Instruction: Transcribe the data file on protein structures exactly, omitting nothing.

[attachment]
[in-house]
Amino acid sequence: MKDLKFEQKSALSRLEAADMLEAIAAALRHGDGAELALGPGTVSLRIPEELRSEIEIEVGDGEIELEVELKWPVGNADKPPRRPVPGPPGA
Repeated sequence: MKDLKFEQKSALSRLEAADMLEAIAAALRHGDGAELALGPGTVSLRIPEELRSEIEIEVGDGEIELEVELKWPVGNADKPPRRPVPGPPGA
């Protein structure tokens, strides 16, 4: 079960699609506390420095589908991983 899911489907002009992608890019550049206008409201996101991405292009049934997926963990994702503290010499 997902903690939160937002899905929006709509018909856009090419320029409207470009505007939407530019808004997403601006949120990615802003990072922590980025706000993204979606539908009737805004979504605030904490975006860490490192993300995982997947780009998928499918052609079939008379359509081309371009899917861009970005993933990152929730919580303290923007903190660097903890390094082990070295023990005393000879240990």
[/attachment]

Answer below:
[in-house]
Amino acid sequence: MKDLKFEQKSALSRLEAADMLEAIAAALRHGDGAELALGPGTVSLRIPEELRSEIEIEVGDGEIELEVELKWPVGNADKPPRRPVPGPPGA
Repeated sequence: MKDLKFEQKSALSRLEAADMLEAIAAALRHGDGAELALGPGTVSLRIPEELRSEIEIEVGDGEIELEVELKWPVGNADKPPRRPVPGPPGA
């Protein structure tokens, strides 16, 4: 079960699609506390420095589908991983 899911489907002009992608890019550049206008409201996101991405292009049934997926963990994702503290010499 997902903690939160937002899905929006709509018909856009090419320029409207470009505007939407530019808004997403601006949120990615802003990072922590980025706000993204979606539908009737805004979504605030904490975006860490490192993300995982997947780009998928499918052609079939008379359509081309371009899917861009970005993933990152929730919580303290923007903190660097903890390094082990070295023990005393000879240990």